Rescuing Business: The Making of Corporate Bankruptcy Law in England and the United States

By Bruce G. Carruthers; Terence C. Halliday | Go to book overview

Acknowledgements

Our study of bankruptcy reforms in England and the United States has been possible because a large number of participants, observers, scholars, and institutions committed extensive time and resources to our research.

We have obtained an extraordinary amount of cooperation from accountants, civil servants, lawyers, judges, politicians, and interest group leaders who reformed the bankruptcy law in either country. In England we thank Mary Arden, QC, G. A. Auger, Lord Benson, Gerald Bermingham, MP, Ian Bond, Lord Bruce of Donington, G. J. Carter, Nicholas Cave, I. D. Cheyne, Sir Kenneth Cork, L. T. Cramp, Michael Crystal, QC, Peter Farmery, Alfred Goldman, David Graham, QC, G. J. A. Harp, David Henry, Mark Homan, Andrew Hutchinson, Peter Karmel, Lord Lucas, Peter Lunn, Charles Maggs, Peter Millett, QC (now Lord Justice Millett), Nicholas Milner, D. L. Morgan, Steve Norris, MP, Ritchie Penny, Philip Pink, Professor Dan Prentice, David Saunders, S. J. Samwell, D. Schaffer, M. J. Sechiari, David Tench, Richard Thomas, Commander Trevor Traylor, Neville Trotter, MP, Edward Walker-Arnott, and Gerhard Weiss.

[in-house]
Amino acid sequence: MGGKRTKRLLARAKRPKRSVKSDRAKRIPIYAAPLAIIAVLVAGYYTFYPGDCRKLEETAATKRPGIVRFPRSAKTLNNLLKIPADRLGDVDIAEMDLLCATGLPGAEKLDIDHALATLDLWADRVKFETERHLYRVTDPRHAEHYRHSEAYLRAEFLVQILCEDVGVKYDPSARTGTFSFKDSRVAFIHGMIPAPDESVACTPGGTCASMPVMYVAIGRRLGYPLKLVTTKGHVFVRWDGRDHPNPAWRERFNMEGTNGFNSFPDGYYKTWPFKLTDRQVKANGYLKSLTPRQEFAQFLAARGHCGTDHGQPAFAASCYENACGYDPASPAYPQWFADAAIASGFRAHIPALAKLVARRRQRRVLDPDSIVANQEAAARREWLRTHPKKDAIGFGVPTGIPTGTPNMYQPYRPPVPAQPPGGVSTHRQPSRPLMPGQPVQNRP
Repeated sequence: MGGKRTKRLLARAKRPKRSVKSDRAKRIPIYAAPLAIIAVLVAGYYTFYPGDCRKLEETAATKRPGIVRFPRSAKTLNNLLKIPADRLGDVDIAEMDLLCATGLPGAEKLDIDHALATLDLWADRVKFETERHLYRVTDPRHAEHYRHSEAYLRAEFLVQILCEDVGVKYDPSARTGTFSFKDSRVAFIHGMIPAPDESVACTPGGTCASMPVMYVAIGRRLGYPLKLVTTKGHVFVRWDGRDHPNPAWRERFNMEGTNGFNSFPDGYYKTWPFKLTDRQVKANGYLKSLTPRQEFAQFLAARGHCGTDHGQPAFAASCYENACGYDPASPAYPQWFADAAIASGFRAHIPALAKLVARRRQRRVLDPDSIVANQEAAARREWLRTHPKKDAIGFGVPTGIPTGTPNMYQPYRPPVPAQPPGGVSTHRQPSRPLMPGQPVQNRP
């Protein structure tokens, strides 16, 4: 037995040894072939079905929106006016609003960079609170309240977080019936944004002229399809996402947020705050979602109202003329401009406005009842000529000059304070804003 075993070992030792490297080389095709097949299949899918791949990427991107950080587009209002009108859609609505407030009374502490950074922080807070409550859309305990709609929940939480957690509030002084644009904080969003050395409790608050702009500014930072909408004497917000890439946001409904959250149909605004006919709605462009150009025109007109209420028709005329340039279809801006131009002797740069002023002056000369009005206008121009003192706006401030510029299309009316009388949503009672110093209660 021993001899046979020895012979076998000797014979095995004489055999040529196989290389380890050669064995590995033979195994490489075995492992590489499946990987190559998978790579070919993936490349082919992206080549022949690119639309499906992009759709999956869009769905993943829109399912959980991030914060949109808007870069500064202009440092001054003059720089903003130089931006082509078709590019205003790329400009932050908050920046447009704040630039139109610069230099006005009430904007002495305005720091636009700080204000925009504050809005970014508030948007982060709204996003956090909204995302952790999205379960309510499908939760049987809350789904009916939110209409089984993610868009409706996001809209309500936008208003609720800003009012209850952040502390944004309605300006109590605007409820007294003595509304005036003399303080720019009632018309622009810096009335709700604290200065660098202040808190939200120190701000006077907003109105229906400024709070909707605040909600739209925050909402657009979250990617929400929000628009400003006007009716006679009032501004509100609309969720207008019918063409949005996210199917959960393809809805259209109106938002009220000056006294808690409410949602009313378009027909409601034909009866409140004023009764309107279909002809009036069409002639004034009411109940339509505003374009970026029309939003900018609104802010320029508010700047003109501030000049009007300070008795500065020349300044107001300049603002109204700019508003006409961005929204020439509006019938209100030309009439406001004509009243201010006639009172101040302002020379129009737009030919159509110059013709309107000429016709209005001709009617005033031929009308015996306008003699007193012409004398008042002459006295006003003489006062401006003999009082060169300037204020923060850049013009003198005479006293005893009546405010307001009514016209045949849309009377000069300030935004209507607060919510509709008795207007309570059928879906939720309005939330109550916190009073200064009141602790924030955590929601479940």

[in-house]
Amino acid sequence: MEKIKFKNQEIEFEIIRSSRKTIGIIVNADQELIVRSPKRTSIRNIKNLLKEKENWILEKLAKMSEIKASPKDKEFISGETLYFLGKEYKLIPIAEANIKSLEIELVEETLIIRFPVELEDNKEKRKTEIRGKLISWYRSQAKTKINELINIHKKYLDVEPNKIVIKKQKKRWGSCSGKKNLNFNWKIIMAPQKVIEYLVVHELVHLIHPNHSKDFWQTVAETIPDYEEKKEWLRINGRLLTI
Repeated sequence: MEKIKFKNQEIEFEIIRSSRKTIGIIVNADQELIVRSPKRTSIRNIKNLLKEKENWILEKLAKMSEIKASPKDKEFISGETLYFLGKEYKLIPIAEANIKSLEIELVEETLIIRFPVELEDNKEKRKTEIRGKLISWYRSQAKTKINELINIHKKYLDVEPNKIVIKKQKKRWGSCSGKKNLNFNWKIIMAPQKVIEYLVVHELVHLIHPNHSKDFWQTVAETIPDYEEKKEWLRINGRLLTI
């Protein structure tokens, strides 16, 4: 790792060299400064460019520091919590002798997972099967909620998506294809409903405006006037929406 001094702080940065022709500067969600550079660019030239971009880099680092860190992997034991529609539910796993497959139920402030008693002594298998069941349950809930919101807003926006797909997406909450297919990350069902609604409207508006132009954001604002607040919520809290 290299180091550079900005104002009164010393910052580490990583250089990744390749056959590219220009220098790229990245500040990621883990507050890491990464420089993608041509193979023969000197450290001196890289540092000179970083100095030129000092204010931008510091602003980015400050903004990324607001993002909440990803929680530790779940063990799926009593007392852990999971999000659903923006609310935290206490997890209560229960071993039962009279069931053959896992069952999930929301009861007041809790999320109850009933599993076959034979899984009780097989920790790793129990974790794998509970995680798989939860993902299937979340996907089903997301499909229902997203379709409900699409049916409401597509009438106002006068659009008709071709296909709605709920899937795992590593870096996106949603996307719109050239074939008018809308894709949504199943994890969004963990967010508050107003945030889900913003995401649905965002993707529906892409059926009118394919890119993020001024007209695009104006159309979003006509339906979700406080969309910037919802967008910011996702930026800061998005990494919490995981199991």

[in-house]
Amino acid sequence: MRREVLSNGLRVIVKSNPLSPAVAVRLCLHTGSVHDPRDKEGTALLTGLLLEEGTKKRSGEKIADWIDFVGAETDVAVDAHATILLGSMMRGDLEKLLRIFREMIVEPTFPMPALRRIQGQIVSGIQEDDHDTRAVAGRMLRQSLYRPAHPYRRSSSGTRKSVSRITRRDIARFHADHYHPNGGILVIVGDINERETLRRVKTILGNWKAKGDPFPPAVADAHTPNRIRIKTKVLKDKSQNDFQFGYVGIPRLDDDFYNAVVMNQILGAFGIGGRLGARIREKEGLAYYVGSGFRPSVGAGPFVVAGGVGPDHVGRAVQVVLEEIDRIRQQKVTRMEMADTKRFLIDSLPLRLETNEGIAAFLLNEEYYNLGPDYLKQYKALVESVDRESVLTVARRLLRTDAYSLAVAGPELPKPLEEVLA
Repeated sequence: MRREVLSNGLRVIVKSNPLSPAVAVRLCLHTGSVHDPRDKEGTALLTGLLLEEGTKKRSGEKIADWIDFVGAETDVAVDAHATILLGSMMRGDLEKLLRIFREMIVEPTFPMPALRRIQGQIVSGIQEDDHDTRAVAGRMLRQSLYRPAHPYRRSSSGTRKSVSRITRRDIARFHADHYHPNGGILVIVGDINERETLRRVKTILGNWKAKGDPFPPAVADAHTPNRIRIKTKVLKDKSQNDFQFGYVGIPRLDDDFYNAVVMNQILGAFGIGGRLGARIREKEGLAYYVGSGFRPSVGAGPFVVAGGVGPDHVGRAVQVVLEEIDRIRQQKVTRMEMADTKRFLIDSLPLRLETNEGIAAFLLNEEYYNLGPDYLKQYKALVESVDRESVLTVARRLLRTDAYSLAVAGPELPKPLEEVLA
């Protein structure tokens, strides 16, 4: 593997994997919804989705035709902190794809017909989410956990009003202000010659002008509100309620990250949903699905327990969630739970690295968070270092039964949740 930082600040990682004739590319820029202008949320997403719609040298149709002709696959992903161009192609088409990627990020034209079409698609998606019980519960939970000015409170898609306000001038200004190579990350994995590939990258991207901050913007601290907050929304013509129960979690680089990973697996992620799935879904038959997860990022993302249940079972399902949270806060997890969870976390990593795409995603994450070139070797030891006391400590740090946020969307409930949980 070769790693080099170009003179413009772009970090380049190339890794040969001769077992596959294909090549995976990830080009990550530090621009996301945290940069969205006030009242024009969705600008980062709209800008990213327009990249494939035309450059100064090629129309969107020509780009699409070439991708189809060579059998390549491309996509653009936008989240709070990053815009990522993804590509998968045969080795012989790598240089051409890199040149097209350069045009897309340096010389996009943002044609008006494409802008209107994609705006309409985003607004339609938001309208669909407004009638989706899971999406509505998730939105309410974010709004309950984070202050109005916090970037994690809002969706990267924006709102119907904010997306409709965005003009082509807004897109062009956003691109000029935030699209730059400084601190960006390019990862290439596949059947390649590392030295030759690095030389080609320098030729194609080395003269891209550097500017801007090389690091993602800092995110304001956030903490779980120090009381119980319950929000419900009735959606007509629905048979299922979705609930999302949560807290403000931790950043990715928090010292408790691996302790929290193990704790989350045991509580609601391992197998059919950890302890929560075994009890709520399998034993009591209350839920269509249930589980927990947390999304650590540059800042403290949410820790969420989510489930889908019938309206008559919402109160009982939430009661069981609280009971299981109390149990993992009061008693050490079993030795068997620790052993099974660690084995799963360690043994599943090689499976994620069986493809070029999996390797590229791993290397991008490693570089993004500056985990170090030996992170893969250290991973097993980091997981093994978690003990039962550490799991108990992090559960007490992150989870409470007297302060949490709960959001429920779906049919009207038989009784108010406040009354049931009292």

In the United States, we thank Donald Alexander, Representative Caldwell Butler, Scott Crampton, Murray Drabkin, Robert Fiedler, Samuel Gerdano, Sanford Harris, Charles Horsky, John Ingraham, Judge Joe Lee, Professor Frank Kennedy, Robert Kauffman, Professor Lawrence King, Kenneth Klee, Richard Levin, Harold Marsh, Robert Moses, Patrick Murphy, Alan Parker, David Stanley, George Treister, and Max Zimny.

Among the archives that gave us access to primary materials were the Insolvency Practitioners Association ( London), the Public Record Office (Kew, London), the Washington and Lee Library for the papers of the Bankruptcy Commission, and the US Archives.

We thank Donald Harris, former Director of the Centre for Sociolegal Studies, Wolfson College, Oxford University, and other colleagues at the Centre, for ample hospitality over several years while we undertook our research in England.

The American Bar Foundation has generously funded this research. We thank William L. F. Felstiner and Bryant Garth, Directors of the

-vii-

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